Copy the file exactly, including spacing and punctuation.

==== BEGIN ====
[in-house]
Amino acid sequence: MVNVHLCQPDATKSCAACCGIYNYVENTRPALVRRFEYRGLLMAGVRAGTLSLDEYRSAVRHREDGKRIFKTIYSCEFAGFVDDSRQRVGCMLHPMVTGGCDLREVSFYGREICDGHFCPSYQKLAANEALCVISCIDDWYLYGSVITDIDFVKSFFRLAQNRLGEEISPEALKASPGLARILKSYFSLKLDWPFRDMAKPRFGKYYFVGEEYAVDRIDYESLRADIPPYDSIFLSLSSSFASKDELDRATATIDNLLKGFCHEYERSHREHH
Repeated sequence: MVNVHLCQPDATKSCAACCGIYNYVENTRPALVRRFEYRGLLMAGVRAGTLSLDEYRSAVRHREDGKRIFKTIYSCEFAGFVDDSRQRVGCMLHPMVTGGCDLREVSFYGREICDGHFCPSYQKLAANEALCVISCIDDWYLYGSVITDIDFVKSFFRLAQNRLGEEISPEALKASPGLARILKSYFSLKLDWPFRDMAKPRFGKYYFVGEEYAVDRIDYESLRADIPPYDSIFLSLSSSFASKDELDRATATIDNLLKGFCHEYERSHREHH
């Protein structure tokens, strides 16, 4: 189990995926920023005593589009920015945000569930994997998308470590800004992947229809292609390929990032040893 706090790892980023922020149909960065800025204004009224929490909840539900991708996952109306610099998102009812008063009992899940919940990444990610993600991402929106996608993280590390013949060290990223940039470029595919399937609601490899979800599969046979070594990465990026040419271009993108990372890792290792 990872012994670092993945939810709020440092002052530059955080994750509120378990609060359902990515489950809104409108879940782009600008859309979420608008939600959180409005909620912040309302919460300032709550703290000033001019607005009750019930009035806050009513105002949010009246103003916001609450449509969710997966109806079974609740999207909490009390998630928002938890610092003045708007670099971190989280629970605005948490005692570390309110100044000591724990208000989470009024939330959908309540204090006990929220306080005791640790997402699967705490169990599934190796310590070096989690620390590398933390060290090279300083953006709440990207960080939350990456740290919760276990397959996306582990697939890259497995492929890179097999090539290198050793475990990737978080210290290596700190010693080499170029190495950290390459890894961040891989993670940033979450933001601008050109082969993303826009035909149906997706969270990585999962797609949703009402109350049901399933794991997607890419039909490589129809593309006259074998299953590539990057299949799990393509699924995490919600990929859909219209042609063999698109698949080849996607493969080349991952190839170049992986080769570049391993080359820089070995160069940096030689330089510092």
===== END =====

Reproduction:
[in-house]
Amino acid sequence: MVNVHLCQPDATKSCAACCGIYNYVENTRPALVRRFEYRGLLMAGVRAGTLSLDEYRSAVRHREDGKRIFKTIYSCEFAGFVDDSRQRVGCMLHPMVTGGCDLREVSFYGREICDGHFCPSYQKLAANEALCVISCIDDWYLYGSVITDIDFVKSFFRLAQNRLGEEISPEALKASPGLARILKSYFSLKLDWPFRDMAKPRFGKYYFVGEEYAVDRIDYESLRADIPPYDSIFLSLSSSFASKDELDRATATIDNLLKGFCHEYERSHREHH
Repeated sequence: MVNVHLCQPDATKSCAACCGIYNYVENTRPALVRRFEYRGLLMAGVRAGTLSLDEYRSAVRHREDGKRIFKTIYSCEFAGFVDDSRQRVGCMLHPMVTGGCDLREVSFYGREICDGHFCPSYQKLAANEALCVISCIDDWYLYGSVITDIDFVKSFFRLAQNRLGEEISPEALKASPGLARILKSYFSLKLDWPFRDMAKPRFGKYYFVGEEYAVDRIDYESLRADIPPYDSIFLSLSSSFASKDELDRATATIDNLLKGFCHEYERSHREHH
């Protein structure tokens, strides 16, 4: 189990995926920023005593589009920015945000569930994997998308470590800004992947229809292609390929990032040893 706090790892980023922020149909960065800025204004009224929490909840539900991708996952109306610099998102009812008063009992899940919940990444990610993600991402929106996608993280590390013949060290990223940039470029595919399937609601490899979800599969046979070594990465990026040419271009993108990372890792290792 990872012994670092993945939810709020440092002052530059955080994750509120378990609060359902990515489950809104409108879940782009600008859309979420608008939600959180409005909620912040309302919460300032709550703290000033001019607005009750019930009035806050009513105002949010009246103003916001609450449509969710997966109806079974609740999207909490009390998630928002938890610092003045708007670099971190989280629970605005948490005692570390309110100044000591724990208000989470009024939330959908309540204090006990929220306080005791640790997402699967705490169990599934190796310590070096989690620390590398933390060290090279300083953006709440990207960080939350990456740290919760276990397959996306582990697939890259497995492929890179097999090539290198050793475990990737978080210290290596700190010693080499170029190495950290390459890894961040891989993670940033979450933001601008050109082969993303826009035909149906997706969270990585999962797609949703009402109350049901399933794991997607890419039909490589129809593309006259074998299953590539990057299949799990393509699924995490919600990929859909219209042609063999698109698949080849996607493969080349991952190839170049992986080769570049391993080359820089070995160069940096030689330089510092």